If Allain were actually defining “the traditional lecture,” then there’s not the slightest chance that such teaching “worked wonderfully for eons.” But the chief purpose of lecture is not for a teacher who “possesses the knowledge on a given topic” to “[disseminate] it to students.” You’d only think that if you believed that education is primarily about information, rather than transformation.

Granted: at first glance, it does appear that knowledge dissemination is what’s happening in a lecture. But anyone who truly knows how to teach in that way knows that at least three more important, more far-reaching effects are possible.

I should know — I’m a professor who just gave a traditional lecture yesterday that

  1. came after the last quiz or exam in the course (so there was little reason for students or teacher to approach it as a time for “sharing information” that might soon be assessed),
  2. was on a topic that is not one of my fields of expertise, and yet
  3. was probably one of the most important class sessions I had all semester.

It came in the last week of Bethel’s Christianity and Western Culture class, a multi-disciplinary, first-year general education course that incorporates church history, theology, philosophy, and political science into a one-semester sprint through Western history. Our curriculum only requires that we go up through the Enlightenment, but we’re also supposed to help students connect past and present and learn to write effectively and concisely about complex ideas. So after we give our third and final unit exam, we typically take a week to set up a 1000-word final essay that prompts students to reflect on an issue of contemporary relevance in light of their historical studies.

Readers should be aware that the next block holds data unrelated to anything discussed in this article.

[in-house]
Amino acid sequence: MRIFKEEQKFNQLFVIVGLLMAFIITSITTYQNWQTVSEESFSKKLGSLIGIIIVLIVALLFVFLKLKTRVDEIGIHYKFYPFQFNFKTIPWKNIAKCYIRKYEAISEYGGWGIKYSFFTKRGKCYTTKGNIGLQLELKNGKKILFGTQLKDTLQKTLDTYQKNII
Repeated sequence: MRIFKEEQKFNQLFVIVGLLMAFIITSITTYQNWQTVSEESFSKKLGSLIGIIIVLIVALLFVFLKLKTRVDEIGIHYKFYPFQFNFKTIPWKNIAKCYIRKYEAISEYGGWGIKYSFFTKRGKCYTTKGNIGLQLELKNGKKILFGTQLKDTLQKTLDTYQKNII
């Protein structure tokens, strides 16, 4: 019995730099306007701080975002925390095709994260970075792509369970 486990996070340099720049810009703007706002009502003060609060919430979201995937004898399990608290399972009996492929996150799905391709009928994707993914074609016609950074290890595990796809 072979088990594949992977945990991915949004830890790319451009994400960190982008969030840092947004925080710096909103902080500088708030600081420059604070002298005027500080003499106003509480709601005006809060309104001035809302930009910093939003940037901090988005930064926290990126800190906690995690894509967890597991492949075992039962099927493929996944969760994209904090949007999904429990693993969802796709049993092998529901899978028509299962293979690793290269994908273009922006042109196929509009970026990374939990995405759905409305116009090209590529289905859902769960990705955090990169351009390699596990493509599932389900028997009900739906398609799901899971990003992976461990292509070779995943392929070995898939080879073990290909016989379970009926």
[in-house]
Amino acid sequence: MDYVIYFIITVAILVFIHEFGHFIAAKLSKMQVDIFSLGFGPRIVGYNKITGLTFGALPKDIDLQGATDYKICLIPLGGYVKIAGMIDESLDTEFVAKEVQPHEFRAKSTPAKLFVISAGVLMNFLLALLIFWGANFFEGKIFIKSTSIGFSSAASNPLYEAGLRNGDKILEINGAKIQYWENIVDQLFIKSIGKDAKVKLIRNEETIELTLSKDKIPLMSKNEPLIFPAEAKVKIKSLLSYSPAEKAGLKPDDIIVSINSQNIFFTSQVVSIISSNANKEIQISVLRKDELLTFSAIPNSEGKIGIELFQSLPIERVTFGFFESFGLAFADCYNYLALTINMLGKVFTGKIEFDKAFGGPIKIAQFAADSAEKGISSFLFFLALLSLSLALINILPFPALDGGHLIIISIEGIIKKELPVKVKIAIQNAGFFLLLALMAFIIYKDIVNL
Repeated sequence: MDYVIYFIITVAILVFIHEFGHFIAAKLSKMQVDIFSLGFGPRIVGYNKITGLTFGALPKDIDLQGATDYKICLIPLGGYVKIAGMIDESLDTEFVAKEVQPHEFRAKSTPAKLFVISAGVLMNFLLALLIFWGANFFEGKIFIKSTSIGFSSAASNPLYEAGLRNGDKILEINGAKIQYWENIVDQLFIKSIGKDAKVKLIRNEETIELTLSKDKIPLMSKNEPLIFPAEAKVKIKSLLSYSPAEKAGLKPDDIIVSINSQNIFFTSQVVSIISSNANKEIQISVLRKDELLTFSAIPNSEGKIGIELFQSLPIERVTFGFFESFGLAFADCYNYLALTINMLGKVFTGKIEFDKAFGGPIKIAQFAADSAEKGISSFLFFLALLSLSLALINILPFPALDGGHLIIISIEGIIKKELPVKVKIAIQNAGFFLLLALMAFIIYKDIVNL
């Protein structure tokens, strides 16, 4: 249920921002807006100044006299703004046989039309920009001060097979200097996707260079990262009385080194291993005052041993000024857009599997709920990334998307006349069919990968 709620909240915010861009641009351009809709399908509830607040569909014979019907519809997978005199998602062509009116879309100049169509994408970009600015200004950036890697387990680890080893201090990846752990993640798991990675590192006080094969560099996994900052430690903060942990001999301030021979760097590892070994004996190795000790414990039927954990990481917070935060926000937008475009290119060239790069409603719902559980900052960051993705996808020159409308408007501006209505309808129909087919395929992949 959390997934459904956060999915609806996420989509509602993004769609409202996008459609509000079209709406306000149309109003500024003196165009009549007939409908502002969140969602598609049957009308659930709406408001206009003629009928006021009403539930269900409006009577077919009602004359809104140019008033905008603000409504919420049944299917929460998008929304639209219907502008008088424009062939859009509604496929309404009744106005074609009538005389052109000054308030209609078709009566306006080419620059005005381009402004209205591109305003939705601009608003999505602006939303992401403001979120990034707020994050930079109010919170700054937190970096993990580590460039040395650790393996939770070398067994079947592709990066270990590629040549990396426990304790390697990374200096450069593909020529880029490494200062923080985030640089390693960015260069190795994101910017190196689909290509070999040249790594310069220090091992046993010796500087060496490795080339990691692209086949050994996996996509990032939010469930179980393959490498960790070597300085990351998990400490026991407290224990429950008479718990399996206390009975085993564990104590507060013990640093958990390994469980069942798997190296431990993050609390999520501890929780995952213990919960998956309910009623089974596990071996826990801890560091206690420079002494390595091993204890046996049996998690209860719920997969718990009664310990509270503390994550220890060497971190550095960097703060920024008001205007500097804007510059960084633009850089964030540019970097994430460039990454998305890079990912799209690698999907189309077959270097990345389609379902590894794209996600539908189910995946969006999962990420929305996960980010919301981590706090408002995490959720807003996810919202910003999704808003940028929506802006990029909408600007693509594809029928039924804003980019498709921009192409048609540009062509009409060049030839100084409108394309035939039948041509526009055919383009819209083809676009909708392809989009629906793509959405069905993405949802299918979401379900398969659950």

Emerson and Smith, Divided by FaithThis year we decided to focus our attention on racism. To set up the assignment, I gave a lecture yesterday that started with some examples of racialization in 21st century American society (mostly example of real estate sales and wealth accumulation helpfully provided by sociologist Michael Emerson, author of Divided by Faith and now the provost of North Park University), then dove back into our semester’s narrative to explore how white supremacy emerged from European conquest of the Western hemisphere, the trans-Atlantic slave trade, and Enlightenment attempts to categorize people-groups (e.g., this and this). Tomorrow I’ll follow up with a shorter survey of Christian responses to the slave trade (both pro and con), with students then putting texts from Richard Allen, Frederick Douglass, or Sojourner Truth into conversation with works they encountered earlier in the semester as they write their essays for next Monday.